One of my unexpected Christmas delights was a little novel called The Housekeeper and the Professor, by Yoko Ogawa. My mom sent it to me, with a little note on the tag that said, “I thought this was sweet and easy to read.” I laughed at the note because I had had to restrain myself from writing similar notes on all the gifts I’d sent to her – there always seems to be a caveat or an explanation about the gifts we give.
I needed something sweet and easy to read. I’ve been plodding through The Book Thief on my sister’s recommendation. The first time I tried it, I gave up after something like 6 pages, when the brother died in the snow outside the train. This time, I got farther, but still had to steel myself every time I picked it up: it’s told from the point of view of Death in Hitler’s Germany. Every word oozes with sadness.
The Housekeeper and the Professor was a welcome change. I started it Christmas day, when everyone else was napping, and finished it last night. Here’s the weird thing: it is about math. A math professor, actually, but there is a whole lot more mathematics in this book than you find in most novels. Whole equations, and the history of famous theorems, and lists of prime numbers. It was intriguing, though, in a way I’d never have guessed if someone had described it to me. The professor in the story has a sort of love affair with numbers. He sees beauty where the rest of us see calculations. He talks about “God’s Notebook” as the place where the infinite universe is all written down, and each math equation helps us see a little glimpse.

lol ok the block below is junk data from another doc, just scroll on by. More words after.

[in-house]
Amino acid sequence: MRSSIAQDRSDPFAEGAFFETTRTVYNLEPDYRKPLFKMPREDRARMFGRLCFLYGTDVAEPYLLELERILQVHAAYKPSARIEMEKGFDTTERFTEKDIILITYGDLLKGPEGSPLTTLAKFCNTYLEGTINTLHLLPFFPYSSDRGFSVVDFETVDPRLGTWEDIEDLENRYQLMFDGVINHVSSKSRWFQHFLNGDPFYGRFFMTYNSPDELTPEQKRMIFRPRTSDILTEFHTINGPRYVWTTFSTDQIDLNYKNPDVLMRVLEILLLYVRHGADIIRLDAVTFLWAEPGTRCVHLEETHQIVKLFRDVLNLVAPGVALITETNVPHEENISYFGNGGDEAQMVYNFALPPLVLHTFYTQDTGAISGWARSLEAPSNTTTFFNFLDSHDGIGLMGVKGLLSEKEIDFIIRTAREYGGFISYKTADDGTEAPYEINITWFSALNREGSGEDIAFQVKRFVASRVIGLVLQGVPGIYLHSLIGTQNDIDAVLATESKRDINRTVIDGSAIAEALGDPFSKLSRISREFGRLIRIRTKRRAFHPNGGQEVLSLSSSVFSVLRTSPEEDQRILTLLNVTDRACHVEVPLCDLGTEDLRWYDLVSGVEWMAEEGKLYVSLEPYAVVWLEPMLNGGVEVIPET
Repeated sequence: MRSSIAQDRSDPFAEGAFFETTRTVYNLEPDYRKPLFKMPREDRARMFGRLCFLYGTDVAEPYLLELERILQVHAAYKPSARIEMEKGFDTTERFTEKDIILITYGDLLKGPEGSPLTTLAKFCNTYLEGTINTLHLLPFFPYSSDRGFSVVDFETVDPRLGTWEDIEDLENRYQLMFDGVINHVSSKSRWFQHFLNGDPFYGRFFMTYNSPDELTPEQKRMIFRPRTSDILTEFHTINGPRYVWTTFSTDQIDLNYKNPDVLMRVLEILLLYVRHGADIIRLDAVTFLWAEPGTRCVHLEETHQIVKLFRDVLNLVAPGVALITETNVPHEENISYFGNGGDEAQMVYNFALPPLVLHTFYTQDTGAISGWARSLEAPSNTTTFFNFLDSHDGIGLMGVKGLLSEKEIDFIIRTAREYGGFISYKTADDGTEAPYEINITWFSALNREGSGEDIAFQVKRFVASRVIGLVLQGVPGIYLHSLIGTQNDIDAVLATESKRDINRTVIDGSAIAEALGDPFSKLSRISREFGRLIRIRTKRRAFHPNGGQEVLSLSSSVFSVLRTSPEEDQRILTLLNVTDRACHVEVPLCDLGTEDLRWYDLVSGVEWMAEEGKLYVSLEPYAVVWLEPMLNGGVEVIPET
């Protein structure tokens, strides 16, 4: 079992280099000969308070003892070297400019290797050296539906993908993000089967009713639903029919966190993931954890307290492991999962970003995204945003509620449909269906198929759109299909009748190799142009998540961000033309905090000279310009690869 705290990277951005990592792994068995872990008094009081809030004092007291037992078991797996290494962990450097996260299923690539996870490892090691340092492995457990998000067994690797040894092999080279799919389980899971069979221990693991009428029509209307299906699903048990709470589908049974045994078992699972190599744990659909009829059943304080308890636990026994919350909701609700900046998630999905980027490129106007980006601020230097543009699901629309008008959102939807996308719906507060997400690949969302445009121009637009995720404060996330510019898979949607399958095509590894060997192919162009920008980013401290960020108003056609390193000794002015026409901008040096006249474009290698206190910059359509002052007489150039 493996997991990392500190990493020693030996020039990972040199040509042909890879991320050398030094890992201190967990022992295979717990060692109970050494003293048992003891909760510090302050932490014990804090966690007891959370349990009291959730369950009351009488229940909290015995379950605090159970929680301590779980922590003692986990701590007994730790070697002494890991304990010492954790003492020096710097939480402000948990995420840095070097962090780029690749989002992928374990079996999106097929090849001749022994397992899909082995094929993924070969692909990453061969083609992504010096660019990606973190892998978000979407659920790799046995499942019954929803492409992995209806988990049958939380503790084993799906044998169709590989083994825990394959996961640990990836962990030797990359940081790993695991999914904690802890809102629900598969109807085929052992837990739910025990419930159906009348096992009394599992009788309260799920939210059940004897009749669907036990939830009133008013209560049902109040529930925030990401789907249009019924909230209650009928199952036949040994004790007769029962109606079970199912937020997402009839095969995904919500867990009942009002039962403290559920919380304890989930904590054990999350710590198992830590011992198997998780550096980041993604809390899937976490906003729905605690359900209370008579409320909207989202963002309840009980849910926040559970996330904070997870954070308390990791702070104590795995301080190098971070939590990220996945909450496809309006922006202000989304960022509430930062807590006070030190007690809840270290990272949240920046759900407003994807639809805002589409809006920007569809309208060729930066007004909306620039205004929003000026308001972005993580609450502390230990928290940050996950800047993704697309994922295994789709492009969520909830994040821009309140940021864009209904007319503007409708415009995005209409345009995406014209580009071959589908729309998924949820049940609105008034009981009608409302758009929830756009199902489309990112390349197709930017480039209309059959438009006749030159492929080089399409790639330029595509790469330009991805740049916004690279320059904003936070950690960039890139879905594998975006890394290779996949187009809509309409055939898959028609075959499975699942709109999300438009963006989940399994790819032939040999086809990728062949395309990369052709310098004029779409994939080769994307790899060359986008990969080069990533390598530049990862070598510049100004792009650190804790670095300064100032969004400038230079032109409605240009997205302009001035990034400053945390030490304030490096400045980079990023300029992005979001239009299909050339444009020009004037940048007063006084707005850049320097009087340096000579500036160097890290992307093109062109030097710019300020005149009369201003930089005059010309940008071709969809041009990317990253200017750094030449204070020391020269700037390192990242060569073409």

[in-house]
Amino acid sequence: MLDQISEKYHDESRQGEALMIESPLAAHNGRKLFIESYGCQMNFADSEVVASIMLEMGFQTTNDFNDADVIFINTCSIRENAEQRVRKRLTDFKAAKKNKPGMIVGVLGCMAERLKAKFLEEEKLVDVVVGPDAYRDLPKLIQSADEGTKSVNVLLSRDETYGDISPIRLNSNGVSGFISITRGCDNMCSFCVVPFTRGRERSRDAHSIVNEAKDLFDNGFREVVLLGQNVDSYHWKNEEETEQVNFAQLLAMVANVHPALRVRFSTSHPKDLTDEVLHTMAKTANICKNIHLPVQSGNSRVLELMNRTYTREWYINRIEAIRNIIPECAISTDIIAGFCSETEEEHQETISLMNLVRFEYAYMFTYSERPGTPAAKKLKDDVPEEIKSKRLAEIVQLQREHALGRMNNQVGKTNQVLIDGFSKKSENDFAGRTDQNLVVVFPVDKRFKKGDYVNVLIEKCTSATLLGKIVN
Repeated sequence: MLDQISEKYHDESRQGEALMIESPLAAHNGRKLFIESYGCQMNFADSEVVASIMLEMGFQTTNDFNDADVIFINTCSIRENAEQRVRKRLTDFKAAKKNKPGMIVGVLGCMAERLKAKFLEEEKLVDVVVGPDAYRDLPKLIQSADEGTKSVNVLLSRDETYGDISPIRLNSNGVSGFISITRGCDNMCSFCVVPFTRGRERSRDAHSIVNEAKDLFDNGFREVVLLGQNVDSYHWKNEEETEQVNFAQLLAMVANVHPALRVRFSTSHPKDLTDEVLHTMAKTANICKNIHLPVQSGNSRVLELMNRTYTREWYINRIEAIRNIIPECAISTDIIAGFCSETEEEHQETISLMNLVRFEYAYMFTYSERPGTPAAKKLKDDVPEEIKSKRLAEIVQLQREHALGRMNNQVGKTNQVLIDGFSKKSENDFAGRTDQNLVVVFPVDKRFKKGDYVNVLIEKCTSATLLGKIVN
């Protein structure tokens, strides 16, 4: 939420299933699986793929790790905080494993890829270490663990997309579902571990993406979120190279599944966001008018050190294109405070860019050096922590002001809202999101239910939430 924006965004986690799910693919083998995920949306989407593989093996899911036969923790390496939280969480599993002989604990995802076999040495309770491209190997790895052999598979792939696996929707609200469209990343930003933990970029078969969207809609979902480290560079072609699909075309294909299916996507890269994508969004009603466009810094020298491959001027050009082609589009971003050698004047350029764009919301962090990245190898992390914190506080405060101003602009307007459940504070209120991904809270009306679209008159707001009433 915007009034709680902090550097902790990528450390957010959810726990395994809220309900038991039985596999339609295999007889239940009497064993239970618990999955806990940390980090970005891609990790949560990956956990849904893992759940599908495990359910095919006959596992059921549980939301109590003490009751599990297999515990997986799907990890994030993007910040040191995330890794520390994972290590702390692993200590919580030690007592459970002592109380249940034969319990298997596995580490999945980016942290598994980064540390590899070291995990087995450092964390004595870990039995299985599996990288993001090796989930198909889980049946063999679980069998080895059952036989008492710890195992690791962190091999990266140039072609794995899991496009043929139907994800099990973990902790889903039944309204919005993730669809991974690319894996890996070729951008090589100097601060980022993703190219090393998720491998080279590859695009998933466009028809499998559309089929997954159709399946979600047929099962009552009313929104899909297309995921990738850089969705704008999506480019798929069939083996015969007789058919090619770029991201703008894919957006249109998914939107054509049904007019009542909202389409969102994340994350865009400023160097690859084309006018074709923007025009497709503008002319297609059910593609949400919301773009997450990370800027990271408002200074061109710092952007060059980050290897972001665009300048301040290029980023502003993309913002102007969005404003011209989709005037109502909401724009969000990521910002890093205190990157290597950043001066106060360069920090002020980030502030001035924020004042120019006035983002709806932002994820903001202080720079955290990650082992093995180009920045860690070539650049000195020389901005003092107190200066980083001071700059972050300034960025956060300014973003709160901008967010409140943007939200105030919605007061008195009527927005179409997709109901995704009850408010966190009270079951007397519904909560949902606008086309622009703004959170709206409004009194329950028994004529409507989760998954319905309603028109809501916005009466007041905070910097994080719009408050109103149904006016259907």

I learned a lot while reading it – and probably would have learned more if I had read it more slowly – but here’s one piece that stuck with me. There are three kinds of numbers: perfect numbers (the sum of the divisors of a number is equal to the number itself); deficient numbers (the sum of the divisors is less than the number); and abundant numbers (the sum of the divisors is more than the number). I like the use of the word “abundant.” I wonder if Jesus knew about abundant numbers when he talked about abundant life. Because isn’t that what he meant, sort of? Life with God always adds up to more than you started with: abundant life.
Thanks for the book, Mom.